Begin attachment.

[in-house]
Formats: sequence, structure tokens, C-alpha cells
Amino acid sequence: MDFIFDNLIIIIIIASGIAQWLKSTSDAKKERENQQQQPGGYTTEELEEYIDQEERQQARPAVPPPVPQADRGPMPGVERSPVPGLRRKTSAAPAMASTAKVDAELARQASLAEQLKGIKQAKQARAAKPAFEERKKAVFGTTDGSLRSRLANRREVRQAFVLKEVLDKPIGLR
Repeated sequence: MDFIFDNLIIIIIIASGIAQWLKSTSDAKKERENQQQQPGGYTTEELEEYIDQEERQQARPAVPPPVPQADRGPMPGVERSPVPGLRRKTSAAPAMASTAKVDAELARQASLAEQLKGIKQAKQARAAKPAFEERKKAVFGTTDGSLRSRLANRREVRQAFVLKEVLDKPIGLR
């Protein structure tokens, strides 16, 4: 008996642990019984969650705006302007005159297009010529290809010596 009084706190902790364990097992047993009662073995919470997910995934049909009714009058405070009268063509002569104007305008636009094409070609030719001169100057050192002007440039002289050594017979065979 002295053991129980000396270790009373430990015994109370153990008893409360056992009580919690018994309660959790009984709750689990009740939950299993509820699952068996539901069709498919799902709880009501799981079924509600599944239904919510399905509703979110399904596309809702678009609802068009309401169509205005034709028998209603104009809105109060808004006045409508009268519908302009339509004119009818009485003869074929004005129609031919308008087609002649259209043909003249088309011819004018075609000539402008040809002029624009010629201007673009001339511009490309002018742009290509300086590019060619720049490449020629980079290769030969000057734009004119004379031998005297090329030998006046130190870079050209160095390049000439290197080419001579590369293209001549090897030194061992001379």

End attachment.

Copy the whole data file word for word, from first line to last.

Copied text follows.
[in-house]
Formats: sequence, structure tokens, C-alpha cells
Amino acid sequence: MDFIFDNLIIIIIIASGIAQWLKSTSDAKKERENQQQQPGGYTTEELEEYIDQEERQQARPAVPPPVPQADRGPMPGVERSPVPGLRRKTSAAPAMASTAKVDAELARQASLAEQLKGIKQAKQARAAKPAFEERKKAVFGTTDGSLRSRLANRREVRQAFVLKEVLDKPIGLR
Repeated sequence: MDFIFDNLIIIIIIASGIAQWLKSTSDAKKERENQQQQPGGYTTEELEEYIDQEERQQARPAVPPPVPQADRGPMPGVERSPVPGLRRKTSAAPAMASTAKVDAELARQASLAEQLKGIKQAKQARAAKPAFEERKKAVFGTTDGSLRSRLANRREVRQAFVLKEVLDKPIGLR
């Protein structure tokens, strides 16, 4: 008996642990019984969650705006302007005159297009010529290809010596 009084706190902790364990097992047993009662073995919470997910995934049909009714009058405070009268063509002569104007305008636009094409070609030719001169100057050192002007440039002289050594017979065979 002295053991129980000396270790009373430990015994109370153990008893409360056992009580919690018994309660959790009984709750689990009740939950299993509820699952068996539901069709498919799902709880009501799981079924509600599944239904919510399905509703979110399904596309809702678009609802068009309401169509205005034709028998209603104009809105109060808004006045409508009268519908302009339509004119009818009485003869074929004005129609031919308008087609002649259209043909003249088309011819004018075609000539402008040809002029624009010629201007673009001339511009490309002018742009290509300086590019060619720049490449020629980079290769030969000057734009004119004379031998005297090329030998006046130190870079050209160095390049000439290197080419001579590369293209001549090897030194061992001379």